There were a few chuckleworthy moments in this book (by favorite was when he asked the Hartz Mountain Corp. if they were the same people who rented cars). Altogether, though, it was repetitive and tiresome. Several letters are asking if he can wear a costume (of a shrimp, or a stick of butter) in a casino or on a bus; some are about losing something ridiculous and asking if had been found (like an otter's toupe, or a missing tooth); several about bringing something inane with him to a hotel (like a 8'x3' mirror, or his own mattress, or drapes, or red ants). There, now I've saved you several hours of your life because you don't have to read it. :o)
This book was really funny in spots.It hadme shaking my head at the insane letters that Nancy wrote and the ridiculous responses he got from companies trying not to offend this obvious nutjob.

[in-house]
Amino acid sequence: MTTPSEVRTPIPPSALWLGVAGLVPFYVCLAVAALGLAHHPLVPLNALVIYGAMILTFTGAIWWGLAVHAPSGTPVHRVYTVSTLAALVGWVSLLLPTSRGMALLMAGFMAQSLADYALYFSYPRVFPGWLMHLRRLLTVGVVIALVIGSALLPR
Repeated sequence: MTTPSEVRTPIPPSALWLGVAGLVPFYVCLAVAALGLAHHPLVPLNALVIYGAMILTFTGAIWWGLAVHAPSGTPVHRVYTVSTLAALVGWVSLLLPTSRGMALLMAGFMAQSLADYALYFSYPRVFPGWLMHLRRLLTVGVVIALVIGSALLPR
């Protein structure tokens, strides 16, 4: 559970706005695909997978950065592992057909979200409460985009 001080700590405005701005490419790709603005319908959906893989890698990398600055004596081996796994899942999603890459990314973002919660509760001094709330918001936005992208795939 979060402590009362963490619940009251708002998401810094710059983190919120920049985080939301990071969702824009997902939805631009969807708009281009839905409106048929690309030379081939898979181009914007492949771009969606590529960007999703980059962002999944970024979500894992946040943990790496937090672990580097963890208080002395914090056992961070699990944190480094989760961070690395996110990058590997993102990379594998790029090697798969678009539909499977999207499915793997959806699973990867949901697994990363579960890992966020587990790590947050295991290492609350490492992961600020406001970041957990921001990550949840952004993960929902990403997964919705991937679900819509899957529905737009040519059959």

Funny, light reading. Copies of letters from and to companies that read like prank phone calls. The book has an introduction from Jerry Seinfeld and I have heard that he is actually the author, Ted L. Nancy.
While not as funny as "The Lazlo Letters" by Don Novello, the letters and responses in this book are humorous enough, though not of ROFL quality, if I may use internet slang.
Unfortunately, Novello does letter writing way better than Nancy, who goes into more detail than necessary in his letters. It takes away from the funniness to have these long letters coupled with one- or two-sentence responses from his letter receivers. Most who received his letters probably knew they were a joke and so they either didn't respond or responded very briefly.
Funny cute, but not very funny haha. Read "The Lazlo Letters" instead.